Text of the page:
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tv   Deadline White House  MSNBC  April 12, 2022 1:00pm-3:00pm PDT

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the new york city subway station. ten people shot. the suspect still out there. police with this huge man hunt now looking for this person. for now, deadline white house starts right now. hi there, everyone. any moment now, president biden will speak for the first time since the attack at a subway station which at least 16 people were injured. ten of them shot during rush hour this morning in brooklyn, new york. we'll bring those remarks to you live when they happen, but we begin on the ground in new york city, which is reeling from the attack and on edge with the suspect still at large. five of the victims in the attack are in critical but stable condition. fortunately, none of the injuries are life threatening. videos from the scene
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show panicked subway riders coming out of a train. the suspect had on a gas mask and set off a gas canister that filled the subway car with smoke. that was before he opened fire with a handgun. sources tell nbc news that the suspect left that gun and a bag seen right here filled with fireworks and smoke canisters at the scene. and this video posted on twitter appears to show the gun shots ringing out from the next subway car. witnesses described scenes of chaos as that shooting unfolded. >> i just saw there was three people that were injured. i was coming off the train and i saw a lot of smoke and smelled it. it was a really strong smell. it was nothing like fire. it was a lot different than what the smell of fire is and i saw maybe a 16-year-old kid, he was sitting on the steps, coming out the train station and he had a bullet in his knew. >> what did you make of that? what were you thinking? >> well, i was speechless, as i
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am now. it's a very scary sight to see. he looked very scared and as i stood up the train station, two more victims came out the train station. wounded on their knees and their thighs. >> after initial reports of explosive devices, none were found in the train or on the subway platform. police are not treating this as an act of terrorism at this time but they have refused to rule out the possibility as they conduct a major man hunt for the suspect. at this hour, authorities are searching for a uhaul truck with arizona license plates that may be linked to the suspect. their search has been hampered by the fact that the security camera at the subway station was not working at the time of the attack, according to the mayor. it comes as a major uptick in gun crime that has left new york city less safe than it was before the coronavirus pandemic. mayor adams who is in quarantine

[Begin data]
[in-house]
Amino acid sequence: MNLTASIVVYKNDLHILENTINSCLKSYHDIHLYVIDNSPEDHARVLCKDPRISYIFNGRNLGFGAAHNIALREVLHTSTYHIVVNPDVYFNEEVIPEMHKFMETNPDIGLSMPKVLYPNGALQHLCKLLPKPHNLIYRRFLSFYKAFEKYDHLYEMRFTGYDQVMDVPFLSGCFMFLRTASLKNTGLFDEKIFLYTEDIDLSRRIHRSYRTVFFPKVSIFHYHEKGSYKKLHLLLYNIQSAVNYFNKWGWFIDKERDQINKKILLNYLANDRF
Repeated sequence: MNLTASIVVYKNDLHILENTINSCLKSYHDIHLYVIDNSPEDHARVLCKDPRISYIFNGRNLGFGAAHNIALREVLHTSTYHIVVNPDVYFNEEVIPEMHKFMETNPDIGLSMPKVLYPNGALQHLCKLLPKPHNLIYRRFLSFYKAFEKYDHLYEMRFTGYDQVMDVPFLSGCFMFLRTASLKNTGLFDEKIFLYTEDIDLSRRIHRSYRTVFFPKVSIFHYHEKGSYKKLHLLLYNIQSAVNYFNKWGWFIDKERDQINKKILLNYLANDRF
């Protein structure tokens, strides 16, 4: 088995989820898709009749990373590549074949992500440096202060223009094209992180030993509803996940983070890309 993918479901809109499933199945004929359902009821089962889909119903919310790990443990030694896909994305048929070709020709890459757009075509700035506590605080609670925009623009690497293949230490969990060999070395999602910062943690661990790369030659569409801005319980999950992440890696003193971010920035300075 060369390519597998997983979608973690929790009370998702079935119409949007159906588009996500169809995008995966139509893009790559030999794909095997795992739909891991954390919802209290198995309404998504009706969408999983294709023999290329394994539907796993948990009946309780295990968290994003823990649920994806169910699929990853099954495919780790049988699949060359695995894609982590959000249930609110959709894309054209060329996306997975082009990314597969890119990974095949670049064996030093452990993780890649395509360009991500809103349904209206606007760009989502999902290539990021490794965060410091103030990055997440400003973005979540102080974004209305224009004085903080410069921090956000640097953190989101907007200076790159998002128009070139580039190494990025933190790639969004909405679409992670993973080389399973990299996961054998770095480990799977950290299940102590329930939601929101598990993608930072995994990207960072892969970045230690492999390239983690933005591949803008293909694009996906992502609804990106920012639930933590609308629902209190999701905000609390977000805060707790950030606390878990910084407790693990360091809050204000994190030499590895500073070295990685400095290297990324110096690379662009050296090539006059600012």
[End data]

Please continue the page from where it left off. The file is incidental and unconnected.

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after testing positive for the coronavirus, said the suspect intended to terrorize new yorkers. >> anytime you have a person that uses a smoke device and you have a person that discharges a weapon in a system that appeared to have placed a gas mask on his face, that is a person that is intentionally trying to terrorize our system. once we apprehend him or her and do a thorough investigation and determine the motivation behind this act, we can make an official determination on what it is. but we're not going to leave any stone unturned and everything is on the table until we can zero in on what was the motivation behind this. one thing is clear. they wanted to bring terror to our city. >> let's bring in jasmine who's
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live on the scene, also a retired nypd officer and lecturer. jillian schneider. jonathan, white house bureau chief for politico and host of way too early. long time local reporter for the new york daily news and clint watt also joins us. he is now an msnbc national security analyst. tell me the latest. >> so nicolle, this is a very fluid situation as you well know. and any type of breaking situation like this, or breaking story like this. we are getting varying numbers, some of which you just stated, but we spoke to our hospital team on the ground who was saying there are people walking into the hospital or the precinct after the attack inside the subway station. the numbers we're getting are now saying that 21 people were admitted into the hospital. ten of which have now subsequently been discharged. 11 are still there. all of them though thankfully as you said, are in stable